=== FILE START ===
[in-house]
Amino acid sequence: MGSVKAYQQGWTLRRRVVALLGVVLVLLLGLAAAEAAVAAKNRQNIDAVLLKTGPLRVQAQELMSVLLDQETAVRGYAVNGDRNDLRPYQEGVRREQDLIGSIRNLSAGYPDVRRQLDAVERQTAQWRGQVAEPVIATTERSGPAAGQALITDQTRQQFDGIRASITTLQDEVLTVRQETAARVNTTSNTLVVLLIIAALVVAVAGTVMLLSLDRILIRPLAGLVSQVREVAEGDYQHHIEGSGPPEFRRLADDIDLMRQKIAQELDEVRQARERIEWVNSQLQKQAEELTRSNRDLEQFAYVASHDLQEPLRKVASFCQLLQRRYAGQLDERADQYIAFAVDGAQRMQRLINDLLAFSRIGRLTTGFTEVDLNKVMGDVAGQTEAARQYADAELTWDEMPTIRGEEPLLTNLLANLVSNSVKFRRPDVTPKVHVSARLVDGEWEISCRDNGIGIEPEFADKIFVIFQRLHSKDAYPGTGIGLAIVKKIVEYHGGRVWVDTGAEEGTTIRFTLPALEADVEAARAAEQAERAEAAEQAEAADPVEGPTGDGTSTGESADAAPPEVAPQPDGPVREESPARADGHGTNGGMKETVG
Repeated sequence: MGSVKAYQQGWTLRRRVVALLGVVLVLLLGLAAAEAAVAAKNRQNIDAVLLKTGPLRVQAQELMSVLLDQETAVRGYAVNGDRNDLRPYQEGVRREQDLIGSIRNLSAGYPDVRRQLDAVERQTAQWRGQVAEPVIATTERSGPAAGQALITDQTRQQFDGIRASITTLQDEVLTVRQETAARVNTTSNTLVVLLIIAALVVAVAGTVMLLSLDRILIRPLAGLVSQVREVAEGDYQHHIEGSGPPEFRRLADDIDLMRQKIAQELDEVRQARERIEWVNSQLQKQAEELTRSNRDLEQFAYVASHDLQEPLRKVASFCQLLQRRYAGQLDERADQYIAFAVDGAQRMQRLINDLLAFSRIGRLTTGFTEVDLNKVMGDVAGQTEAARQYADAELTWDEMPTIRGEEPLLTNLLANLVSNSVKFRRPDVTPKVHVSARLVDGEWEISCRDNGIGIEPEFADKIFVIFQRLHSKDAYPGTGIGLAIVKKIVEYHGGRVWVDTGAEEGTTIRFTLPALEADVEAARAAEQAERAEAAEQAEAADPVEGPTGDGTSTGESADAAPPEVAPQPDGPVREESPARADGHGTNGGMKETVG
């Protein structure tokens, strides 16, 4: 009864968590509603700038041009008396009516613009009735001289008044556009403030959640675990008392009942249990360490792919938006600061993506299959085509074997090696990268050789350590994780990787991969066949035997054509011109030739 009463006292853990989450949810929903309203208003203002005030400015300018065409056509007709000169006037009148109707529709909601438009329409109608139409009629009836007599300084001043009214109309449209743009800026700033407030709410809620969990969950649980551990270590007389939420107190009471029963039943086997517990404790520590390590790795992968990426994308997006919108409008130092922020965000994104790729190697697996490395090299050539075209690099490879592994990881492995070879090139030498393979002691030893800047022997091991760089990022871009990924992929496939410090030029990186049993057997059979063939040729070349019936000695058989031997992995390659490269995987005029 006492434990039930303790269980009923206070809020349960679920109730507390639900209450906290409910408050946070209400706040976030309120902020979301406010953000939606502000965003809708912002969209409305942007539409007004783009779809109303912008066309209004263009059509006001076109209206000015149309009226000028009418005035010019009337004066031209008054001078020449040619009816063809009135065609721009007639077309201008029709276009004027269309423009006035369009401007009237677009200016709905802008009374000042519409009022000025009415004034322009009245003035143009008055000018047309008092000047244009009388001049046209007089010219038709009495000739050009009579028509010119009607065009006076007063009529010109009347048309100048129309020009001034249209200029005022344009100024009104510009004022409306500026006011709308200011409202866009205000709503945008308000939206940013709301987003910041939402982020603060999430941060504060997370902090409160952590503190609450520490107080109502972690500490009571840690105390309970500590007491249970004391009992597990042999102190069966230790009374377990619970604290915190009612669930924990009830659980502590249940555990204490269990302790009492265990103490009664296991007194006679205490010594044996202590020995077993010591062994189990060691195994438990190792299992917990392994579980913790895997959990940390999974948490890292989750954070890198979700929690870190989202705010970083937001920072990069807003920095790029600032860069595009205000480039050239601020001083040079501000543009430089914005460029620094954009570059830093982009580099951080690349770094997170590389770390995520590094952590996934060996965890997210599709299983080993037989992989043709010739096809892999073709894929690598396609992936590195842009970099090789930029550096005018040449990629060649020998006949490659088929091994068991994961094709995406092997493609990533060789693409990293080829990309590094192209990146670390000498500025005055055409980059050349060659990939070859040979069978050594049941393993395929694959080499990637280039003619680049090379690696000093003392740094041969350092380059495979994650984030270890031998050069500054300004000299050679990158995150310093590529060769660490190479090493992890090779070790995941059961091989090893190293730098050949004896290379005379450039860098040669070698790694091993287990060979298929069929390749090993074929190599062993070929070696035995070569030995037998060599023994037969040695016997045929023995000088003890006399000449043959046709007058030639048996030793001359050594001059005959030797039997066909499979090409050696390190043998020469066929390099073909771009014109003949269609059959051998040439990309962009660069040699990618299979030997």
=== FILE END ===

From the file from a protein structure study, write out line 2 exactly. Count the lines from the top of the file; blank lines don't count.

Amino acid sequence: MGSVKAYQQGWTLRRRVVALLGVVLVLLLGLAAAEAAVAAKNRQNIDAVLLKTGPLRVQAQELMSVLLDQETAVRGYAVNGDRNDLRPYQEGVRREQDLIGSIRNLSAGYPDVRRQLDAVERQTAQWRGQVAEPVIATTERSGPAAGQALITDQTRQQFDGIRASITTLQDEVLTVRQETAARVNTTSNTLVVLLIIAALVVAVAGTVMLLSLDRILIRPLAGLVSQVREVAEGDYQHHIEGSGPPEFRRLADDIDLMRQKIAQELDEVRQARERIEWVNSQLQKQAEELTRSNRDLEQFAYVASHDLQEPLRKVASFCQLLQRRYAGQLDERADQYIAFAVDGAQRMQRLINDLLAFSRIGRLTTGFTEVDLNKVMGDVAGQTEAARQYADAELTWDEMPTIRGEEPLLTNLLANLVSNSVKFRRPDVTPKVHVSARLVDGEWEISCRDNGIGIEPEFADKIFVIFQRLHSKDAYPGTGIGLAIVKKIVEYHGGRVWVDTGAEEGTTIRFTLPALEADVEAARAAEQAERAEAAEQAEAADPVEGPTGDGTSTGESADAAPPEVAPQPDGPVREESPARADGHGTNGGMKETVG